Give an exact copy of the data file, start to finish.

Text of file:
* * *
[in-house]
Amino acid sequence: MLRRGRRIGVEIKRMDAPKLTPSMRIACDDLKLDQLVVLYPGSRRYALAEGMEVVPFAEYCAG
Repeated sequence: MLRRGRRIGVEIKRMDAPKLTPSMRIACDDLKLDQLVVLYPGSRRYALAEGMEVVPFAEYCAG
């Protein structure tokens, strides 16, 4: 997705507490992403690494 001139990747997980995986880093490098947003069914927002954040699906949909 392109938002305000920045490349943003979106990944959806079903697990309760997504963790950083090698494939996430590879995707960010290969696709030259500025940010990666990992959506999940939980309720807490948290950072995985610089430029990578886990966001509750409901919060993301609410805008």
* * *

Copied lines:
[in-house]
Amino acid sequence: MLRRGRRIGVEIKRMDAPKLTPSMRIACDDLKLDQLVVLYPGSRRYALAEGMEVVPFAEYCAG
Repeated sequence: MLRRGRRIGVEIKRMDAPKLTPSMRIACDDLKLDQLVVLYPGSRRYALAEGMEVVPFAEYCAG
């Protein structure tokens, strides 16, 4: 997705507490992403690494 001139990747997980995986880093490098947003069914927002954040699906949909 392109938002305000920045490349943003979106990944959806079903697990309760997504963790950083090698494939996430590879995707960010290969696709030259500025940010990666990992959506999940939980309720807490948290950072995985610089430029990578886990966001509750409901919060993301609410805008």